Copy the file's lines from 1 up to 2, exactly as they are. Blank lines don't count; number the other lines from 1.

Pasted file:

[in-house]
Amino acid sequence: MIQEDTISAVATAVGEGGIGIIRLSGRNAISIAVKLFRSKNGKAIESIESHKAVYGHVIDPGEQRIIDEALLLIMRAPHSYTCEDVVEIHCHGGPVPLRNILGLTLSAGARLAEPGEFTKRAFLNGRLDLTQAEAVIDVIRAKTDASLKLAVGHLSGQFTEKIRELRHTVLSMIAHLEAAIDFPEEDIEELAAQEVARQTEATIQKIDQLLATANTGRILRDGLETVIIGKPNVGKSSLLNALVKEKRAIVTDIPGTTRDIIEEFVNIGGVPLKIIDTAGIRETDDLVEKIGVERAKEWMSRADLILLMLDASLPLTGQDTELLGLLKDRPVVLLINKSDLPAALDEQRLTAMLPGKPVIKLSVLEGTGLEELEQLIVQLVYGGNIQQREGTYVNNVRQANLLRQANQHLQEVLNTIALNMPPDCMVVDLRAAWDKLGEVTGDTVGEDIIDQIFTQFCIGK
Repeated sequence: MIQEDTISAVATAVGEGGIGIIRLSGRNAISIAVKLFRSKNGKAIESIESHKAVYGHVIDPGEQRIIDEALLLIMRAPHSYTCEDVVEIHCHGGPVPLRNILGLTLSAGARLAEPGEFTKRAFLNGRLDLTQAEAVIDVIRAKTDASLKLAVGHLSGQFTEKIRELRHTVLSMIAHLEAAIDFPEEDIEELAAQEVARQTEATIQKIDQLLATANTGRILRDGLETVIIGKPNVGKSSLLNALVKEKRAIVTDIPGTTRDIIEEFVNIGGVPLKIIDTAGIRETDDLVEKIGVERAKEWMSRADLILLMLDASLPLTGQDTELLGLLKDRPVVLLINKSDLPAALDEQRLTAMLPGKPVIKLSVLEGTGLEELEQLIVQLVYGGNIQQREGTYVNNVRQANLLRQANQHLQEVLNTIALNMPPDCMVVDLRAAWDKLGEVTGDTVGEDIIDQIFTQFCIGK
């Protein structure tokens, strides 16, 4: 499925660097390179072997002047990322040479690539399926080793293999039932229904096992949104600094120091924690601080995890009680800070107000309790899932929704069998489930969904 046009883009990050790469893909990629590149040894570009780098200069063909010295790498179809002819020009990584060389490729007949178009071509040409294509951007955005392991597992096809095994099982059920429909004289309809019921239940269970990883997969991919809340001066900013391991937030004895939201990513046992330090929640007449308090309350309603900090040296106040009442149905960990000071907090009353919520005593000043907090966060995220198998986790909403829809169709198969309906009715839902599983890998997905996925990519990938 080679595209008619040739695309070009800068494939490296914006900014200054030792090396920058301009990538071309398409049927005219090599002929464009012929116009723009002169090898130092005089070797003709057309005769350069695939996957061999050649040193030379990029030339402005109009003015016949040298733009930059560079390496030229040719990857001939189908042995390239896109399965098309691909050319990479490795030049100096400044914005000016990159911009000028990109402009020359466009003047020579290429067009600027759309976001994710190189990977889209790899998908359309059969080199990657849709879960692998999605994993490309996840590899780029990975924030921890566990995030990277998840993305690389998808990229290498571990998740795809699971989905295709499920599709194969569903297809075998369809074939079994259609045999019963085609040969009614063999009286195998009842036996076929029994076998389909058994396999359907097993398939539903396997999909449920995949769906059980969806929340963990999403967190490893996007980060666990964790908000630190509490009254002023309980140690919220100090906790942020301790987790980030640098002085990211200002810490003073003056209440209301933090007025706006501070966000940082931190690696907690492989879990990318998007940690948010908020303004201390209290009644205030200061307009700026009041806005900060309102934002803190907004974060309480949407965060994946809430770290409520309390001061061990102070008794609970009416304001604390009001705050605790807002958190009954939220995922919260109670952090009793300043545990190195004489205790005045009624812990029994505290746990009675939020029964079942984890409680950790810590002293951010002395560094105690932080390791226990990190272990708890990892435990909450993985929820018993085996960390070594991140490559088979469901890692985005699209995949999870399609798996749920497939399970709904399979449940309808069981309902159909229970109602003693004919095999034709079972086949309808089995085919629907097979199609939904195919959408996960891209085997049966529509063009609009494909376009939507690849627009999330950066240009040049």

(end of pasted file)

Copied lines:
[in-house]
Amino acid sequence: MIQEDTISAVATAVGEGGIGIIRLSGRNAISIAVKLFRSKNGKAIESIESHKAVYGHVIDPGEQRIIDEALLLIMRAPHSYTCEDVVEIHCHGGPVPLRNILGLTLSAGARLAEPGEFTKRAFLNGRLDLTQAEAVIDVIRAKTDASLKLAVGHLSGQFTEKIRELRHTVLSMIAHLEAAIDFPEEDIEELAAQEVARQTEATIQKIDQLLATANTGRILRDGLETVIIGKPNVGKSSLLNALVKEKRAIVTDIPGTTRDIIEEFVNIGGVPLKIIDTAGIRETDDLVEKIGVERAKEWMSRADLILLMLDASLPLTGQDTELLGLLKDRPVVLLINKSDLPAALDEQRLTAMLPGKPVIKLSVLEGTGLEELEQLIVQLVYGGNIQQREGTYVNNVRQANLLRQANQHLQEVLNTIALNMPPDCMVVDLRAAWDKLGEVTGDTVGEDIIDQIFTQFCIGK